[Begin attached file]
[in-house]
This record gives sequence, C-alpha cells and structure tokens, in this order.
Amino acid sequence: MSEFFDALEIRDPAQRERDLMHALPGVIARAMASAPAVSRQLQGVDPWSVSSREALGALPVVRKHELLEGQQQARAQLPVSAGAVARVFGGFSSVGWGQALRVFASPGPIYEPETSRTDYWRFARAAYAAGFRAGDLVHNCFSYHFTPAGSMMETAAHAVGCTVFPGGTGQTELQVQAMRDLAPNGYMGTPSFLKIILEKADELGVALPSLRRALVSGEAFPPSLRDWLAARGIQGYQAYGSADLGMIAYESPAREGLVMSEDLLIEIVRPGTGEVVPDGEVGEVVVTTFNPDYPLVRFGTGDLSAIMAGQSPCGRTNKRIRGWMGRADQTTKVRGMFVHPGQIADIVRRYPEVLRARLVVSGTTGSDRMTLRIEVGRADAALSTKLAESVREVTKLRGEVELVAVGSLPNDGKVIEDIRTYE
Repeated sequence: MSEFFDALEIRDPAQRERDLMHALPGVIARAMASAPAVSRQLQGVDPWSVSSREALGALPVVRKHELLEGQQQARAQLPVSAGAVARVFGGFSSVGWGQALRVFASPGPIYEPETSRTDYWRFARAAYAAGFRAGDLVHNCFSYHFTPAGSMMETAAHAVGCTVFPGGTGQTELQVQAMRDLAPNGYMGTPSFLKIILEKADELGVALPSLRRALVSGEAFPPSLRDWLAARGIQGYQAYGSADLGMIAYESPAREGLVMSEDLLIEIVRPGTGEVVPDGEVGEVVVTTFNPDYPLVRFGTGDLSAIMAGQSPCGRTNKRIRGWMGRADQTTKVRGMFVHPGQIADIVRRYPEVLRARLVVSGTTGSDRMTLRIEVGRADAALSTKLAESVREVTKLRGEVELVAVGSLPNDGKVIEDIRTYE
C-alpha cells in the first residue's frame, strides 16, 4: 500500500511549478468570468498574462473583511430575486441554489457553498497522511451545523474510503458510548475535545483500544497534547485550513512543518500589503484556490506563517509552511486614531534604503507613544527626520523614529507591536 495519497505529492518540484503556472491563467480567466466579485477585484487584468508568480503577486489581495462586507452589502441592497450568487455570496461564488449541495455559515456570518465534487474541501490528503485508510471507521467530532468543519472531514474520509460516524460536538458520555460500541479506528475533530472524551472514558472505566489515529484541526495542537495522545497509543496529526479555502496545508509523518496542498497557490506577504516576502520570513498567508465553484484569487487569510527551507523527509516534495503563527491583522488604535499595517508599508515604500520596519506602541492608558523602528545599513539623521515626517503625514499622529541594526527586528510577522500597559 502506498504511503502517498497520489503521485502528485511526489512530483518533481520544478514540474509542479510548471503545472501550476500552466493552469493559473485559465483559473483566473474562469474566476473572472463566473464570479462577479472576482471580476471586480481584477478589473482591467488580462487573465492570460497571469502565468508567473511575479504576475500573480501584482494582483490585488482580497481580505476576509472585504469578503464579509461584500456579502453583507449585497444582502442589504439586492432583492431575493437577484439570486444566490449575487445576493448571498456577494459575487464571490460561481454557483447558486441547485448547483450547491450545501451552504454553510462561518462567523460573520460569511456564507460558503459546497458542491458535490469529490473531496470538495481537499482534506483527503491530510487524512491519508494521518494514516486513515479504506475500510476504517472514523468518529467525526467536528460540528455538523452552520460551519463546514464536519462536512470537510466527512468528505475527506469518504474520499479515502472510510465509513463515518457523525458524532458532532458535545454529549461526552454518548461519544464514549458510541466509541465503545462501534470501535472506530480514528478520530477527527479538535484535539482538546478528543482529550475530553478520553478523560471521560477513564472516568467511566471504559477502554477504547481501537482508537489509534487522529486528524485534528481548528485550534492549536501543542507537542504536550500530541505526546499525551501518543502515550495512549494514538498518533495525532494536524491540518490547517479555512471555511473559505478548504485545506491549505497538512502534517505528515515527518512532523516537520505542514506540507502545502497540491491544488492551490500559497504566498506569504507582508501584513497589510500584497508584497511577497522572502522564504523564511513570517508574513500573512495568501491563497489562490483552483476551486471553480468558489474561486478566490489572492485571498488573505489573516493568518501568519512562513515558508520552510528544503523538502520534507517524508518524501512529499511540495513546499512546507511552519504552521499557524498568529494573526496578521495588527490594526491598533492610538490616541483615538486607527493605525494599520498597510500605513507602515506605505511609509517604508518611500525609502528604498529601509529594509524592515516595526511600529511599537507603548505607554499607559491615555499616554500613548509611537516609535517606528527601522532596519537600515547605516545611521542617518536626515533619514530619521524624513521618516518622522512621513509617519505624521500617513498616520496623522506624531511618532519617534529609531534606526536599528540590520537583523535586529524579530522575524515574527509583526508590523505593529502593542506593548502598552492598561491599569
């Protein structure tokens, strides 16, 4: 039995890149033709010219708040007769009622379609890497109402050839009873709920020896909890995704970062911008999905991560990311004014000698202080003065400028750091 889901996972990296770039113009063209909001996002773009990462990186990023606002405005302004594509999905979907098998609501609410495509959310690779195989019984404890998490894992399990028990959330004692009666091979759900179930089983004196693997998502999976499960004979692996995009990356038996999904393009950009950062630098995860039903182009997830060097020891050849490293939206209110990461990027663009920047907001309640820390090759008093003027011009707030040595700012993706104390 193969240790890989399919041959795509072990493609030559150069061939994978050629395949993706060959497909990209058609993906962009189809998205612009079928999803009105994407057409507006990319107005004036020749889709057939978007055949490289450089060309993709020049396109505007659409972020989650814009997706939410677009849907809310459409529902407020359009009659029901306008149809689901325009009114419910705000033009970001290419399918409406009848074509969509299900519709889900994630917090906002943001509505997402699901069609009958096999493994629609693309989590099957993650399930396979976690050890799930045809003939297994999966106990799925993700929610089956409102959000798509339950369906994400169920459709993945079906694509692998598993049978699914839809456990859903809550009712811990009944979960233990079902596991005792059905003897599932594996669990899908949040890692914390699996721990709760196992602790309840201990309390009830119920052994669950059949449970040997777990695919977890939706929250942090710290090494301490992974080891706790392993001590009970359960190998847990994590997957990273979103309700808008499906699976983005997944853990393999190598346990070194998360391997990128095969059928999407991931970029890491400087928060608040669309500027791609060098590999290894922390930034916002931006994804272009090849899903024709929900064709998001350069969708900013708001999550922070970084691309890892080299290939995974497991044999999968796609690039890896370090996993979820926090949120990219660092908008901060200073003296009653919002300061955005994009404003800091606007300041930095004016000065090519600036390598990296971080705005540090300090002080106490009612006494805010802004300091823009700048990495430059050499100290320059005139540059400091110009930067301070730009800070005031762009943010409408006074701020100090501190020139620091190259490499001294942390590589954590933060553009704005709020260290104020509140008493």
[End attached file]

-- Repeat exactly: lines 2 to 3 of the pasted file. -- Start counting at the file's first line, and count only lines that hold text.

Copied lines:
This record gives sequence, C-alpha cells and structure tokens, in this order.
Amino acid sequence: MSEFFDALEIRDPAQRERDLMHALPGVIARAMASAPAVSRQLQGVDPWSVSSREALGALPVVRKHELLEGQQQARAQLPVSAGAVARVFGGFSSVGWGQALRVFASPGPIYEPETSRTDYWRFARAAYAAGFRAGDLVHNCFSYHFTPAGSMMETAAHAVGCTVFPGGTGQTELQVQAMRDLAPNGYMGTPSFLKIILEKADELGVALPSLRRALVSGEAFPPSLRDWLAARGIQGYQAYGSADLGMIAYESPAREGLVMSEDLLIEIVRPGTGEVVPDGEVGEVVVTTFNPDYPLVRFGTGDLSAIMAGQSPCGRTNKRIRGWMGRADQTTKVRGMFVHPGQIADIVRRYPEVLRARLVVSGTTGSDRMTLRIEVGRADAALSTKLAESVREVTKLRGEVELVAVGSLPNDGKVIEDIRTYE